psychology department and they get told something different again. This is not OK. It’s not acceptable that the economists are happy with their world and the sociologists are happy with their world, and this persists in an institution which is supposed to be about getting at the truth.”14
Perhaps the rise of game theory as a social science tool, though, will help change that situation. In particular, merging the abstract math of game theory with the real-world immersion of anthropologists and other social scientists has begun to show how disparate views of human nature may be drawn closer to how life really works.
“Somehow in the last 20 years there’s been this emergence,” Boyd said, “of people who are interested in doing mathematical theory like game theory, but building it on psychologically real people.”
The fairness displayed in many societies and the variety of behaviors among them are hard to reconcile with the view that human psychology is universally programmed by the evolutionary past. A hard-line interpretation of evolutionary psychology would predict similar behavior everywhere. The game experiment project argues otherwise, posing a conundrum for evolutionary psychologists.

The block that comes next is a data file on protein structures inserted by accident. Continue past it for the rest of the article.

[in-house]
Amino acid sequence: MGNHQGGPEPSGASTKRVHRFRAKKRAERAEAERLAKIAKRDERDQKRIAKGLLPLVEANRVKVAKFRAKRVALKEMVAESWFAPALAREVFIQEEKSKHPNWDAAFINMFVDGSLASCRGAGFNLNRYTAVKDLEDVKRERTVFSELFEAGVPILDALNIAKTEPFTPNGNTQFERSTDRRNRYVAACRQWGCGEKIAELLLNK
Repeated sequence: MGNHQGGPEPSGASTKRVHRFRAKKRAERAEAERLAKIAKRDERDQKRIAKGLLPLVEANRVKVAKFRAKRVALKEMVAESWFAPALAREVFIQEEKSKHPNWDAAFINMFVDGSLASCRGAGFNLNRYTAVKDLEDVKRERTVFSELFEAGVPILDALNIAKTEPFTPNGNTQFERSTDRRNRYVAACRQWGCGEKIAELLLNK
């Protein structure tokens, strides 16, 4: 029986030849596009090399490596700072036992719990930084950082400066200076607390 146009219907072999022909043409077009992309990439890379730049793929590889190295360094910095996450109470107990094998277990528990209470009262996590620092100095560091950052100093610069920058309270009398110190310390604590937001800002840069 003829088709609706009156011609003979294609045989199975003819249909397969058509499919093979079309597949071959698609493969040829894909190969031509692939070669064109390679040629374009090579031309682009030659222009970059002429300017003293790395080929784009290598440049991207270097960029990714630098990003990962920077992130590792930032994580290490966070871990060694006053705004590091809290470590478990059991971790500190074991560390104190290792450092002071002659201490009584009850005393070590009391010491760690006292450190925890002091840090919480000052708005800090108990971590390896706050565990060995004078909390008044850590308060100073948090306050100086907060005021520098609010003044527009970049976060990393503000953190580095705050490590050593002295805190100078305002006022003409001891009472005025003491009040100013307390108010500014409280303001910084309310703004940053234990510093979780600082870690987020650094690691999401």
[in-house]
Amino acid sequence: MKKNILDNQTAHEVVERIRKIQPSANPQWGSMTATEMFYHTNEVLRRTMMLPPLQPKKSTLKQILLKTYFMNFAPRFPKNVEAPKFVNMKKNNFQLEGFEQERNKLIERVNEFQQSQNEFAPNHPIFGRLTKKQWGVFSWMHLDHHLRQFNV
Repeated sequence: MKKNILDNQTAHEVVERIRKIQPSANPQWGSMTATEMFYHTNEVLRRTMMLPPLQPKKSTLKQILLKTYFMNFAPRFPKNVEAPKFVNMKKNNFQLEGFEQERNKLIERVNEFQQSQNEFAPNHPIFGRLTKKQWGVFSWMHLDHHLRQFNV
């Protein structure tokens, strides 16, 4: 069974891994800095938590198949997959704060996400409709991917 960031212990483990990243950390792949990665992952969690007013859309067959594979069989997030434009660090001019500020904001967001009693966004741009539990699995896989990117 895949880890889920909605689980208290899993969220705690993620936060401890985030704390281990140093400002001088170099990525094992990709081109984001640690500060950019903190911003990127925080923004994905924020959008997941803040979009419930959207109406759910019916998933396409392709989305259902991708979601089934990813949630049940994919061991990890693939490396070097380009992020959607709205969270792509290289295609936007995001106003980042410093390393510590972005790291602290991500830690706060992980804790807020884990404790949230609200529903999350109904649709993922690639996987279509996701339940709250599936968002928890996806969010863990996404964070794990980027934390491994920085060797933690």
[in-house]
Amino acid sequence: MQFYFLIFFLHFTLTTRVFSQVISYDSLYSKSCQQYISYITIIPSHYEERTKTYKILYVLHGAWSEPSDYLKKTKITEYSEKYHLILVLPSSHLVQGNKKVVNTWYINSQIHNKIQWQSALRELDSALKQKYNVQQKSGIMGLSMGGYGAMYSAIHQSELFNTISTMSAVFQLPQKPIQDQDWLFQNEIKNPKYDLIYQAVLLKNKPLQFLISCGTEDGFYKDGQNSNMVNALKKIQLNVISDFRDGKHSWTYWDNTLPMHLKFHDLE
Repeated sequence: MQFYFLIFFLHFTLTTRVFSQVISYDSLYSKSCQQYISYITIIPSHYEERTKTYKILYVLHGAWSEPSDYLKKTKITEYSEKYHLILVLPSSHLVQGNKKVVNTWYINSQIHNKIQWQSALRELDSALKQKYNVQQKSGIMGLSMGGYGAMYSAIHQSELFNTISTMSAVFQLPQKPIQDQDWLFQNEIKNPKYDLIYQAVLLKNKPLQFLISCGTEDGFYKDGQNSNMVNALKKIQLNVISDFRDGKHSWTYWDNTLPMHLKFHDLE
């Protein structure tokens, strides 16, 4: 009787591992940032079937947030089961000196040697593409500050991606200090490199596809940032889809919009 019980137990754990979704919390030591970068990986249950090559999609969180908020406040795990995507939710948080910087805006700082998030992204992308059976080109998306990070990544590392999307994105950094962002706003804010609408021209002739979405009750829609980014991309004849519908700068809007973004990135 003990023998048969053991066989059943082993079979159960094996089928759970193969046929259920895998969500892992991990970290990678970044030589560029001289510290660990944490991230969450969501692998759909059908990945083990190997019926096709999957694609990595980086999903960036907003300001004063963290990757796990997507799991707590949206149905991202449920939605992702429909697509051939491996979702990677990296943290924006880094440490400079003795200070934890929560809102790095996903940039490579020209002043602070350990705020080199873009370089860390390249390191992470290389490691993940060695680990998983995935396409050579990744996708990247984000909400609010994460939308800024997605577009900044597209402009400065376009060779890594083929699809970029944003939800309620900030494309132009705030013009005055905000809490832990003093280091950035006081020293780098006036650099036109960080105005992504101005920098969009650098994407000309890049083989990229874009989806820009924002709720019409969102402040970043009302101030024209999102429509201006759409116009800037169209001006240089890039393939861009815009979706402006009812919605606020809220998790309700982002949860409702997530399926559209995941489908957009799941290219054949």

“I think that if it had turned out that everywhere in the world people were … ruthlessly selfish, they would have said, ‘See, I told you so,’” said Boyd. “And when it didn’t turn out that way … that’s not a comfortable fact for them. It’s some fairly strong evidence on the other side of the scale.” He pointed out, though, that evolution remains important to human psychology. “No educated person should doubt that our psychology is the product of evolution— that’s a given,” Boyd said. “The question is, how did it work?”
And as Camerer pointed out, evolutionary psychologists can always retreat to the fallback position that the ancestral environment programmed people to be different. But in that case the original claim about a single “human nature” is substantially softened. “I